WHAT IS Expiration Cycle
The expiration cycle is the calendar cycle of expiration months that is assigned to basic exchange-traded stock options. Options expire after three, six or nine months, except for long-term options. With a few exceptions that have contracts in every month, most equity options are set up on one of three cycles. Knowing which cycle an option is on tells you when the option can expire if not exercised.
BREAKING DOWN Expiration Cycle
Expiration cycle is the name for the cycle determining when stock options expire. An option allows the purchaser to buy or sell stocks at a given price under certain conditions, which is called exercising the option. If the holder of the option does not exercise the option, it expires at a set time. When an option expires is determined by which expiration cycle it is on. There are three cycles for most exchange-traded stock options:
Cycle 1: January Cycle. Expirations in January, April, July, October (the first month of each quarter)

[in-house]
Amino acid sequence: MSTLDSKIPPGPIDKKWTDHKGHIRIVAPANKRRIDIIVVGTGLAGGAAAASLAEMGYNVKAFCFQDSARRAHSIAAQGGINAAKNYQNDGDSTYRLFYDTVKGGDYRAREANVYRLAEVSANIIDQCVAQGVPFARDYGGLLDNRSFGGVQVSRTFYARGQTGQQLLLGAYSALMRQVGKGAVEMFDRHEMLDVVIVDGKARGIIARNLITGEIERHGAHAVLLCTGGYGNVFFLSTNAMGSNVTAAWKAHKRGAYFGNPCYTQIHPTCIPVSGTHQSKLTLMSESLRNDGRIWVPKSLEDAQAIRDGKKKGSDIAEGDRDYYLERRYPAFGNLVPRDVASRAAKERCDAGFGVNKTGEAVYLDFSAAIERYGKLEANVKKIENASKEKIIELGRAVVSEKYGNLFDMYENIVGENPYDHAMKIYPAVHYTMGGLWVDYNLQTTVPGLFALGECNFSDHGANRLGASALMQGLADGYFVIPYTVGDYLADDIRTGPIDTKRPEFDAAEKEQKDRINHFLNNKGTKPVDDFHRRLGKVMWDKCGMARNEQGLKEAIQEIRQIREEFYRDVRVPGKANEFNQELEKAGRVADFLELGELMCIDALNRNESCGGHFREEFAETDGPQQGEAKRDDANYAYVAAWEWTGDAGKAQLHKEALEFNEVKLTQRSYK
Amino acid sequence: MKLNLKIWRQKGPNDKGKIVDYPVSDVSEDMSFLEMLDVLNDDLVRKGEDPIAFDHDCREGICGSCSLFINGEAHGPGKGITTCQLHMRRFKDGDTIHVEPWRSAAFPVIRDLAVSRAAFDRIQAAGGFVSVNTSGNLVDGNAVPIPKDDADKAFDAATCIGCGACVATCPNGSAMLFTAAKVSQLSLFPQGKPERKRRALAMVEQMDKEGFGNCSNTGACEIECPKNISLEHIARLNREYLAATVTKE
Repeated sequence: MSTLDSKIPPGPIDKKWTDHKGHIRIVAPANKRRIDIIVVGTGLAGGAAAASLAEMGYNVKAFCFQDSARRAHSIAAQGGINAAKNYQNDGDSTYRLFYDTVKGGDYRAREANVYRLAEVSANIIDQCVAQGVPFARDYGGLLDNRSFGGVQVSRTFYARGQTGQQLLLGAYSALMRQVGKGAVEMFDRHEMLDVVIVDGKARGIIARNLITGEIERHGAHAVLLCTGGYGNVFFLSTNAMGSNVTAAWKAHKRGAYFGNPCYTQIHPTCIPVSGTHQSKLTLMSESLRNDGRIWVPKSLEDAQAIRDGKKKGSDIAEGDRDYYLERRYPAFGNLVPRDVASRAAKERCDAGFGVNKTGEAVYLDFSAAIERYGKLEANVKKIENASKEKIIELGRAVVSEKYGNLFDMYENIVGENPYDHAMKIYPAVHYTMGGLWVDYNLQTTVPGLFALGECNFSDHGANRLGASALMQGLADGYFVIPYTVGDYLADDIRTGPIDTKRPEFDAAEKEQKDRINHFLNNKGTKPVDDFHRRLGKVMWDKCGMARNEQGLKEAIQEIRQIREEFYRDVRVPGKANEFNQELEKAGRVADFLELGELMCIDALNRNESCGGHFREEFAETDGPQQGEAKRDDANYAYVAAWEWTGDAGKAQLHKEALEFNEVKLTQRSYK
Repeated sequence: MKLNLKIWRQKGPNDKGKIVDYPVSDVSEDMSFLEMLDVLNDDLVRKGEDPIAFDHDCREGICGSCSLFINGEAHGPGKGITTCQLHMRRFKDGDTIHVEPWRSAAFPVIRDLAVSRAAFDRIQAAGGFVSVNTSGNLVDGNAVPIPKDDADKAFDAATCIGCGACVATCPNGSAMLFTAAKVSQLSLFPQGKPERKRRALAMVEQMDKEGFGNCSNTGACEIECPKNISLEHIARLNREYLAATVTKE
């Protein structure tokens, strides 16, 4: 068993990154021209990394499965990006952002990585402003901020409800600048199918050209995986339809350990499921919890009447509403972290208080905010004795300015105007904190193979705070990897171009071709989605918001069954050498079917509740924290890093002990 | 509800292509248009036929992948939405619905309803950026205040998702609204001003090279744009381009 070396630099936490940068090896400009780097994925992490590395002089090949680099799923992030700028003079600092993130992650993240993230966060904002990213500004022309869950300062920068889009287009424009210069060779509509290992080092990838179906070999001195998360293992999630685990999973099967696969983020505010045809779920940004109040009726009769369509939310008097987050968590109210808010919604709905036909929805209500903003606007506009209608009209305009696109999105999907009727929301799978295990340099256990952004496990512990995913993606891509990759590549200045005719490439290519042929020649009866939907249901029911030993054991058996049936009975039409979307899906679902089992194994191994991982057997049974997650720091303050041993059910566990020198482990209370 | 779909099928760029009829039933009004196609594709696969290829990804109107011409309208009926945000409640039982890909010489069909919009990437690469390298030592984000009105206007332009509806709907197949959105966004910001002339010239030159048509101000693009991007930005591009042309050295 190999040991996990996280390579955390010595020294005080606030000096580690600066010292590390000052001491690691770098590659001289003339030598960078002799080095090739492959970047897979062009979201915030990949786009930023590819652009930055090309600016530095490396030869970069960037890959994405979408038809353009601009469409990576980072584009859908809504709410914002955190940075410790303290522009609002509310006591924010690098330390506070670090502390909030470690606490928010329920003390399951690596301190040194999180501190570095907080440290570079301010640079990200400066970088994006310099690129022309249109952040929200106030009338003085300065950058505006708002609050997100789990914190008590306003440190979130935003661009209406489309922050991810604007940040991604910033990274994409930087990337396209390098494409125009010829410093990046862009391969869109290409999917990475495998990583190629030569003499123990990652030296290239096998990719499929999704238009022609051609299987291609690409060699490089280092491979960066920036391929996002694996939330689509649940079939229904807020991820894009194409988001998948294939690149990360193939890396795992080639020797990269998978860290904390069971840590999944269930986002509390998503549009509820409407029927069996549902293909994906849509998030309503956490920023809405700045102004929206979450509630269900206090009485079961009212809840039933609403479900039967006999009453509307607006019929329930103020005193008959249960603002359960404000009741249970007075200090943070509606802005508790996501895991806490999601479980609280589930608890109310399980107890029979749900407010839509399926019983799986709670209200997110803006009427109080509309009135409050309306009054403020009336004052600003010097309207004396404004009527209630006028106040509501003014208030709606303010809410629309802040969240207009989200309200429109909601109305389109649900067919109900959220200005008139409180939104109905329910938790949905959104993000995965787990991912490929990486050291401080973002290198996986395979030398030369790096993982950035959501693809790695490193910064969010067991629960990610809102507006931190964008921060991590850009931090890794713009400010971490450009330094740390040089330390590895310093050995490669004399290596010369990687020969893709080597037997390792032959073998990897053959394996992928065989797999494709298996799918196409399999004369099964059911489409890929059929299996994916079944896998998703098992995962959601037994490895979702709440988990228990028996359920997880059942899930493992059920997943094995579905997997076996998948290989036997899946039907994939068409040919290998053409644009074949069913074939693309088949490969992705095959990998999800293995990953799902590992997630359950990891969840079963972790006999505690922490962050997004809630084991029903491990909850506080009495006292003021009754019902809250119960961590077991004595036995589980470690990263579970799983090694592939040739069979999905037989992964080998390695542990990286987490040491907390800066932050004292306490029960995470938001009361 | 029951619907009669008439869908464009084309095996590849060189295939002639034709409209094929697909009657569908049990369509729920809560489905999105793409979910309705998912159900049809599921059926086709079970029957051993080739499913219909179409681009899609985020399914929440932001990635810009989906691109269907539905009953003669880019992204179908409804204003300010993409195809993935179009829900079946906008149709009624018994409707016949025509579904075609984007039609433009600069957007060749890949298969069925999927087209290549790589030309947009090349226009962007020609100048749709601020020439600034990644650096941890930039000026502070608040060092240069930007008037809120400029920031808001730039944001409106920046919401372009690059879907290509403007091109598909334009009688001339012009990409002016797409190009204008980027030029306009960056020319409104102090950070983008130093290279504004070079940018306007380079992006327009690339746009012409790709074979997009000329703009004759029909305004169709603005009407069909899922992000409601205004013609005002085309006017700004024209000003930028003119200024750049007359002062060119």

Cycle 2: February Cycle. Expirations in February, May, August, November (the second month of each quarter)
Cycle 3: March Cycle. Expirations in March, June, September, December (the third month of each quarter)
With single stock options, a given strike price that once seemed valuable can quickly become obsolete, such as a $25 strike price in a call option on a stock that drops suddenly from $27 to $15 over the course of a month. For this reason, single stock options are on regular expiration cycles.
Less Common Expiration Cycles
Some options may have contracts in every month of the year, but this is usually reserved for highly liquid underlying securities, such as exchange-traded funds (ETFs) on the S&P 500 and other index funds. Options such as these are often used to hedge a portfolio and, because they represent a basket of stocks, the security underlying the option is more stable. The strike prices, or target prices, tend to hold up better as a result, so it makes sense to have more and more frequent expiration date possibilities. These may trade on Cycle 4, Cycle 5, or Cycle 6.
Long Term Equity Anticipation Securities (LEAPS) are options for much longer terms, and as such, they expire every year in January, at least one year after purchase. They are otherwise the same as other securities options, and are available on thousands of equities and a select group of index funds as either calls or puts. The only difference between LEAPS and regular options is the length of time before they expire.